Picasso painted sobs for the deceased,
Alice pickled plums while Gertrude admired
a beautiful beam
                  of light in the room

John Lyons

Revised version

Solace – Molly Rosenberg




WB dominated my thoughts,
His ‘Bee loud glade‘
Buzzed through my mind,
Bringing such longing ,
To go far away to that
Special place.


WB still dominating my thoughts,
Another century indeed,
Now I have my own,
‘Bee loud glade’

No plane, no car, no sea to sail,
Just an open door to,
A special place,
Where the bees buzz,
In the lavender,
Landing on the Lilly pads,
In the cool greenness,
They sate their thirst.

We truly have had our
Wings clipped,
Our horizons
The world holds
Its breath,
Yet there is a
Solace and a
Quenching to be had,
If only we can find
Our own ‘Bee loud glade.

Molly Rosenberg

Molly’s beautiful lyric is inspired by W B Yeats’

Pablo Neruda – Sonnet 44


You’ll be aware that I do and don’t love you
since there are two modes to life,
the word is a wing of silence,
and there’s a cold side to fire.

I love you in beginning to love you
to reengage in what is infinite
and so as never to stop loving you:
that’s why I still don’t love you.

I do and don’t love you as though I held
in my hands the keys to happiness
and an uncertain fate of unhappiness.

My love has two lives with which to love you,
that’s why I do love you when I don’t
and why I do love you when I do too.

Pablo Neruda

From One Hundred Love Sonnets

Translation by John Lyons

In praise of petunias


The violet, white and pink flowers
of the petunia      a hardy plant from
     the tobacco species

The roots of its name derive
from the tupi-guarani
language of Brazil in which
     pety signifies tobacco

It reached Europe
in the mid-16th century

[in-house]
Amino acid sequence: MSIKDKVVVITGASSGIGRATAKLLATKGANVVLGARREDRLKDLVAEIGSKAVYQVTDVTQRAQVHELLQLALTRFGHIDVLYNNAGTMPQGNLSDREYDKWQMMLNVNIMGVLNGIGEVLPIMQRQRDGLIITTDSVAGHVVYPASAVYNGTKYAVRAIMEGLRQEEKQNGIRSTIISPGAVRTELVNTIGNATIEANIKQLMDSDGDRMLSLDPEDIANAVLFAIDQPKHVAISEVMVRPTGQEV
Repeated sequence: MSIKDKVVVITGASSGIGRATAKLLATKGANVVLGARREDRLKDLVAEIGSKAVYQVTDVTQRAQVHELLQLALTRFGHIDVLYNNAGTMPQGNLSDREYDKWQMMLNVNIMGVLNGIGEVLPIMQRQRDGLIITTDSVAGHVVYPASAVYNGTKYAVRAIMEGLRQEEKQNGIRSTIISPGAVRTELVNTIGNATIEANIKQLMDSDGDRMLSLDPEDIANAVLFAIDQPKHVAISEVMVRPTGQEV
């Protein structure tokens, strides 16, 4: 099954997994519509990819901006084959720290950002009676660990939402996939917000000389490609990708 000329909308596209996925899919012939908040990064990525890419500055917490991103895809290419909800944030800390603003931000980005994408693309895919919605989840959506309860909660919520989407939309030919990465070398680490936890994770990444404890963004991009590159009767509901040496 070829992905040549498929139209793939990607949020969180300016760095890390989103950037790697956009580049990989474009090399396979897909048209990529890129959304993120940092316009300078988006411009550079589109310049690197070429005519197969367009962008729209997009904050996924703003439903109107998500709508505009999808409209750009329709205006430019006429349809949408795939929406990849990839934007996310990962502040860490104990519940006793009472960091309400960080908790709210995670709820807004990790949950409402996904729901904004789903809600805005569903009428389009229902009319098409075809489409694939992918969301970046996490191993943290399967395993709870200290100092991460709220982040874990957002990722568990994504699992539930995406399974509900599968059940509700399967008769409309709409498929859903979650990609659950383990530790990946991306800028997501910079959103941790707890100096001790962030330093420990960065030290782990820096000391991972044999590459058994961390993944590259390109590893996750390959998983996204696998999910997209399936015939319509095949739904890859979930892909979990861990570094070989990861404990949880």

whence petun an old
     French word for tobacco

Its unassuming beauty
rises up through the light
into the air  :  its powerful
scent was believed
     to ward off evil spirits

Though petunia flowers are
symbols of anger and resentment
they are also a symbol of comfort
     and feeling good with someone

John Lyons


The Tower

                  St Leonard’s Tower, West Malling

The Tower

Hot sun

Tinging the grey rag-stone

With gold.

Standing proud against,

A blue, blue

Perfect sky.

The sound of thrushes

In the surrounding parched trees,

Two buzzards wheel overhead.

Ancient stones

Laid down long ago,

By men from history

Gundulph or Odo of Bayeaux,

The detail is lost,

In the realms of time.

Casting its shadow

Over the valley

Of long lost hop fields,

And orchards now depleted

Of their succulent fruit.

Molly Rosenberg

For other poems by Molly Rosenberg search “Molly”

Love that sets the path

Light that reaches back
to the origin of light
the original species
of light from which
all emanates

Has time ever stood still ?
Has movement ever ceased ?
The universe that expands
within our minds
within our hearts
all energy recycled
all growth turned
to advantage

So too love
in all its leisure
and our internal life
governed by purpose
and by attraction
by what we call desire
the passion that fires up
the humbled penitent soul
to action

Love that reaches back
into all our yesterdays
Love that sets the path
for all our days to come

John Lyons